|image via Wikipedia|
|image via Wikipedia|
My husband and I lived in New Jersey in 2001, right on the Hudson river, across from Manhattan. We’d been in Europe that summer on vacation but I flew back on September 10th because I was in graduate school and had to start class on the 11th.
It was an absolutely beautiful morning, so I’d decided to drive into the city, going through lower Manhattan into Brooklyn, instead of taking the subway, which would have passed right under the WTC at around the time of the attack. When the first plane hit I was already sitting in my classroom, catching up with all my friends after the summer. Our classroom actually directly faced the WTC, but they’d built a dorm right next to us over the summer which *just* blocked our view of the towers. When our professor delivered the news (she’d heard it on the radio in the office) and I looked up and saw the gigantic column of smoke and debris rising outside. Then I looked down and saw scores of people, just running down the middle of the road, screaming. Many of my friends lived or worked near the towers, many of them lost people they loved.
When I looked around the room there were only about 8 of us left sitting there-the rest had fled to try to find out what had happened to their spouses, family members, co-workers and friends. I don’t remember anybody saying anything, maybe we did, but in my memory we all spontaneously got up and started walking to Brooklyn Hospital to see if we could help.
When we got there, you could have heard a pin drop. Two orderlies ushered us into a windowless store room, deep inside the building, with about a dozen other people and some folding tables. They told us to wait there, that they’d let us know when they needed us. About a half hour later, two visibly shaken orderlies came in and said, “We want to thank you all for coming, but the ambulances have started to arrive and what we really need right now are these folding tables. Here’s a map to the local blood bank, please go and register there and someone will contact you if they need you.” Then they left. We made our way out into the hallway and couldn’t believe our eyes. Thousands of seriously wounded people, all covered in ash and drywall dust and particles of acoustic tile. There were so many of them that the staff had dragged their office furniture into the corridor and were examining people on desk chairs and old typing tables. When we got to the exit, the line of ambulances stretched as far as they eye could see.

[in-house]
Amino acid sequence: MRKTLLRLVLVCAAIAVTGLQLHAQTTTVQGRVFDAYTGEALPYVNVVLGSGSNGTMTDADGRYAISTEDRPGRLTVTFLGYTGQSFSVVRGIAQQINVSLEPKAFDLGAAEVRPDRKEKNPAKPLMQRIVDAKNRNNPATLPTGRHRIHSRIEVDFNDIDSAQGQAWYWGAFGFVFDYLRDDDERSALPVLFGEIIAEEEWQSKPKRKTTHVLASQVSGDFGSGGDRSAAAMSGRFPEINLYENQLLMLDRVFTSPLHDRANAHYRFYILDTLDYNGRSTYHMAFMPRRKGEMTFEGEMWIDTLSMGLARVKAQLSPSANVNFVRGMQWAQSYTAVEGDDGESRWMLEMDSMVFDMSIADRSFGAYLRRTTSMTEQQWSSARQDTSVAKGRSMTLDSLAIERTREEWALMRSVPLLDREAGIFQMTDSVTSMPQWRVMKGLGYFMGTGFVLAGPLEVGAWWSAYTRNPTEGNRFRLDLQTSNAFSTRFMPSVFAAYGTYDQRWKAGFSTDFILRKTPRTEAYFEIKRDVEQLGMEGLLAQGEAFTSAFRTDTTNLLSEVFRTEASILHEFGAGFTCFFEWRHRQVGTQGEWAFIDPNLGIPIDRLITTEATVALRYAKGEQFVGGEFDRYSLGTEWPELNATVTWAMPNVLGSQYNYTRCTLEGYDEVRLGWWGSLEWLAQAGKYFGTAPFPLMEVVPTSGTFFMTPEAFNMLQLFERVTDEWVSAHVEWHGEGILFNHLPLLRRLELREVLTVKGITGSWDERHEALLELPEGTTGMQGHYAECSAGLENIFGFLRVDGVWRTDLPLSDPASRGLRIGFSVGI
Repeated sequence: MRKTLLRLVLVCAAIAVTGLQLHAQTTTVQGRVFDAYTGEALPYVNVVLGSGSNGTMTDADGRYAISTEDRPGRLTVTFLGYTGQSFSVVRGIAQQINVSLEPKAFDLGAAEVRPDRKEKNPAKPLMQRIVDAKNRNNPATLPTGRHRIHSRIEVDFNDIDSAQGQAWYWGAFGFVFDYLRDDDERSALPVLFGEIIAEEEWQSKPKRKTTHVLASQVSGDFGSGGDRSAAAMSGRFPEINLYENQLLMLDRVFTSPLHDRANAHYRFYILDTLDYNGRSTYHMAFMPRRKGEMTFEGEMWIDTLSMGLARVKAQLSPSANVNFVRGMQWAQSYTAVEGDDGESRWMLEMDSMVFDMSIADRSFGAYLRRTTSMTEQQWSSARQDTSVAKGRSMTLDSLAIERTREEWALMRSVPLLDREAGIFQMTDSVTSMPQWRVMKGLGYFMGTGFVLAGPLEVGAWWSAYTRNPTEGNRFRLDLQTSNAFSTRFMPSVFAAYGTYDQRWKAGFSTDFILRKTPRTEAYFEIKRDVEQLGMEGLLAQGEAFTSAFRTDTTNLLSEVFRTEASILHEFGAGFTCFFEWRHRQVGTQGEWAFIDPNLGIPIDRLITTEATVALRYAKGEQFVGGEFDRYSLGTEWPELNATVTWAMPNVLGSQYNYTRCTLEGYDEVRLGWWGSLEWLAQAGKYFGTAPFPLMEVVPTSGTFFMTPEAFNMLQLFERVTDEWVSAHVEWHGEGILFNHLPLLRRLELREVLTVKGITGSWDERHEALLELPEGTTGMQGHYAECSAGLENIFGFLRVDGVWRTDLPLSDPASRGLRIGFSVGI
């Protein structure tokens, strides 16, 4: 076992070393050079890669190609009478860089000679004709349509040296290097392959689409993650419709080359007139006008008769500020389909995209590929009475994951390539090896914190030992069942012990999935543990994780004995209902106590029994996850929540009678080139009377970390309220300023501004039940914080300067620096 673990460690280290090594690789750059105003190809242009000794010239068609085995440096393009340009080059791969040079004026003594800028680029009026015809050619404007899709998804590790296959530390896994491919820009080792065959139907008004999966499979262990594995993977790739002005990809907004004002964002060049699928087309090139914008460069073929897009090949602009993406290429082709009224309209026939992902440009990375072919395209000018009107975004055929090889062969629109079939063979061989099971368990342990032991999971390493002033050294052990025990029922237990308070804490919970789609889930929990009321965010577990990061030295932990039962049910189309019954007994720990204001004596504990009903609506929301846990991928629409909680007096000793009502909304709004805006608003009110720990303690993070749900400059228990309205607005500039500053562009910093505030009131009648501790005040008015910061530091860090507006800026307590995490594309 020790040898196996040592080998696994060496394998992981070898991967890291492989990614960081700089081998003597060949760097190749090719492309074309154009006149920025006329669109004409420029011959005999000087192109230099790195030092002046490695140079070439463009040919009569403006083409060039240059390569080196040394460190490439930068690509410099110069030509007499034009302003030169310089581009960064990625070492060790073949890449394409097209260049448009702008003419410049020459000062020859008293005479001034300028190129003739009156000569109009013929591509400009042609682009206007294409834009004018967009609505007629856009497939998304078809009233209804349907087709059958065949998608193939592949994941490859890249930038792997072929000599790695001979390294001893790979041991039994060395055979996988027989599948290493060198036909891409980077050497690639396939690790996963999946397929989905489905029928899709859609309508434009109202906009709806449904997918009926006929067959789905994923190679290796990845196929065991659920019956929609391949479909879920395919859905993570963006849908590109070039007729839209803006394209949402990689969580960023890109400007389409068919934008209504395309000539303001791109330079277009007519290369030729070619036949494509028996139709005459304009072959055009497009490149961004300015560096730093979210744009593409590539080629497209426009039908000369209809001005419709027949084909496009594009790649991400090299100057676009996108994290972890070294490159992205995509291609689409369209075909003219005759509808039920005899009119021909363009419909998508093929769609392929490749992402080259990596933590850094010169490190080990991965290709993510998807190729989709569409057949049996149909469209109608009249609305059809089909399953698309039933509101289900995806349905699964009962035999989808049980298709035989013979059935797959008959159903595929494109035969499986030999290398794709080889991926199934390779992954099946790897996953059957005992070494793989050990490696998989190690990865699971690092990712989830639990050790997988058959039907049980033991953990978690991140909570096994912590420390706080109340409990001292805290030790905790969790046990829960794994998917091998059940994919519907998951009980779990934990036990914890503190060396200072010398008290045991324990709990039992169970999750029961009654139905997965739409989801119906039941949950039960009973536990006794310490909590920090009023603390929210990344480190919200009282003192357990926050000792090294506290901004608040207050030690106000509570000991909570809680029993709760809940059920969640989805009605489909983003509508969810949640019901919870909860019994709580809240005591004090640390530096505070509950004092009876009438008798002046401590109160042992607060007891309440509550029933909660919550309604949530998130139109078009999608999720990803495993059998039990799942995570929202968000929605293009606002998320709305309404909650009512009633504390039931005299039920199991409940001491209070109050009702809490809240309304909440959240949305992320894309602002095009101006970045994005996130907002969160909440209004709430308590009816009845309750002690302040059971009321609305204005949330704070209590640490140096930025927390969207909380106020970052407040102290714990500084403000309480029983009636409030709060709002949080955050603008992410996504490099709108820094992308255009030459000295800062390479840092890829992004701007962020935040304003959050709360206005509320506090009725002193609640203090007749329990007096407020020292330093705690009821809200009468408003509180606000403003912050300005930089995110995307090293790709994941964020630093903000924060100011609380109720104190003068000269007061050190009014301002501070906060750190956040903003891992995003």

|Brooklyn Hospital (Image via Wikipedia)|
Eventually I was allowed to cross the Manhattan bridge back onto the island. For the entire walk across the bridge, I had a direct view of the Statue of Liberty with what was now Ground Zero behind her. When I got to Canal Street (I guess about ¾ mile from WTC?) the fumes were so bad that they scalded my throat and I was hoarse for days. That didn’t stop the people who lived there, or owned businesses there, from spending hours standing out on the street to offer water and food to the mass exodus of people walking uptown.
|I heart New York. (image via Wikipedia)|
|What we saw from the boat. (Image via Wikipedia)|
In the weeks that followed the site continued to burn. New York City was plastered with “MISSING” flyers made by people who’d lost contact with their loved ones in a desperate hope that they’d been evacuated and unable to contact them. I remember still being able to smell the fumes in lower Manhattan that Christmas.
For months after the attack, whenever I saw the Statue of Liberty represented in any way, I would completely go to pieces. That doesn’t sound like such a big deal, but in New York City one sees the Statue on coffee mugs, t-shirts, snowglobes and more all day long. I’ve gotten to where I can handle photos now, but video footage still has that effect on me. And I haven’t been able to bear looking at the actual Statue with my own eyes since that day. My daughter hasn’t asked me about it very much yet, but of course it has come up. I tell her it was a very, very sad day but that many people were saved because the city came together so quickly and so well.
One sight from that day that frequently comes back to me is the carpet of papers that littered the streets of lower Manhattan. Faxes, invoices, memos-all these papers that people had probably lost sleep about the night before that were now as insignificant as confetti. I try to remember that whenever I get too caught up in the little daily hassles of life and keep my priorities in check.
It’s hard to believe it’s been 10 years. I’m still deeply sad for all the victims and their families. There’s been so much that come out of that day, both bad and good. Mostly though, I’m profoundly grateful to be marking the anniversary with everyone I care about safely under one roof, and that’s not something I’ll ever take for granted.